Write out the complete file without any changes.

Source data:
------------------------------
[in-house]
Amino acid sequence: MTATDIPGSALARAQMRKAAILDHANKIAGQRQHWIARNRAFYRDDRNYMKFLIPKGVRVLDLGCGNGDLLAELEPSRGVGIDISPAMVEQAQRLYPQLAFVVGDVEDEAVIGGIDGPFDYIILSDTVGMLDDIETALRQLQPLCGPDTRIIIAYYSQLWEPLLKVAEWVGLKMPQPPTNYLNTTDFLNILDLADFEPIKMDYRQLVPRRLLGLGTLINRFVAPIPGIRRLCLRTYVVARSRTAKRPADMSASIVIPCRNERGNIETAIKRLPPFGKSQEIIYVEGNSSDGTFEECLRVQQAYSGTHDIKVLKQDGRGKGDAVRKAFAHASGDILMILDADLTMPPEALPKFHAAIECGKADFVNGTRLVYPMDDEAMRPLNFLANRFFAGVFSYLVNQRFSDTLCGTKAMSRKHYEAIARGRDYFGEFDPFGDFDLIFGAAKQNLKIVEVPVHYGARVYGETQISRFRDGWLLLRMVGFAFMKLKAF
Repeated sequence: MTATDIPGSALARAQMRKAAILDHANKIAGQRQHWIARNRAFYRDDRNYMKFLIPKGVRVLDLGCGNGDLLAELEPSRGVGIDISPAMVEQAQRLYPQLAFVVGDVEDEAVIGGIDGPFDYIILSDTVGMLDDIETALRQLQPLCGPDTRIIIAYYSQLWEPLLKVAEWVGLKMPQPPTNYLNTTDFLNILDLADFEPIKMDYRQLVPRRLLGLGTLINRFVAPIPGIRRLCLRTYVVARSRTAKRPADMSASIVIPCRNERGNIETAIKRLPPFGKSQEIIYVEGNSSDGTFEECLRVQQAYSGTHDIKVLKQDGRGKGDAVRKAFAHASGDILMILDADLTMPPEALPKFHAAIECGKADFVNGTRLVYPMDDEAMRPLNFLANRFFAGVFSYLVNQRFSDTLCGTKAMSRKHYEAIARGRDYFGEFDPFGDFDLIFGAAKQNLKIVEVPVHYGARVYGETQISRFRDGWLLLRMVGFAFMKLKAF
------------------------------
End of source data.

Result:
[in-house]
Amino acid sequence: MTATDIPGSALARAQMRKAAILDHANKIAGQRQHWIARNRAFYRDDRNYMKFLIPKGVRVLDLGCGNGDLLAELEPSRGVGIDISPAMVEQAQRLYPQLAFVVGDVEDEAVIGGIDGPFDYIILSDTVGMLDDIETALRQLQPLCGPDTRIIIAYYSQLWEPLLKVAEWVGLKMPQPPTNYLNTTDFLNILDLADFEPIKMDYRQLVPRRLLGLGTLINRFVAPIPGIRRLCLRTYVVARSRTAKRPADMSASIVIPCRNERGNIETAIKRLPPFGKSQEIIYVEGNSSDGTFEECLRVQQAYSGTHDIKVLKQDGRGKGDAVRKAFAHASGDILMILDADLTMPPEALPKFHAAIECGKADFVNGTRLVYPMDDEAMRPLNFLANRFFAGVFSYLVNQRFSDTLCGTKAMSRKHYEAIARGRDYFGEFDPFGDFDLIFGAAKQNLKIVEVPVHYGARVYGETQISRFRDGWLLLRMVGFAFMKLKAF
Repeated sequence: MTATDIPGSALARAQMRKAAILDHANKIAGQRQHWIARNRAFYRDDRNYMKFLIPKGVRVLDLGCGNGDLLAELEPSRGVGIDISPAMVEQAQRLYPQLAFVVGDVEDEAVIGGIDGPFDYIILSDTVGMLDDIETALRQLQPLCGPDTRIIIAYYSQLWEPLLKVAEWVGLKMPQPPTNYLNTTDFLNILDLADFEPIKMDYRQLVPRRLLGLGTLINRFVAPIPGIRRLCLRTYVVARSRTAKRPADMSASIVIPCRNERGNIETAIKRLPPFGKSQEIIYVEGNSSDGTFEECLRVQQAYSGTHDIKVLKQDGRGKGDAVRKAFAHASGDILMILDADLTMPPEALPKFHAAIECGKADFVNGTRLVYPMDDEAMRPLNFLANRFFAGVFSYLVNQRFSDTLCGTKAMSRKHYEAIARGRDYFGEFDPFGDFDLIFGAAKQNLKIVEVPVHYGARVYGETQISRFRDGWLLLRMVGFAFMKLKAF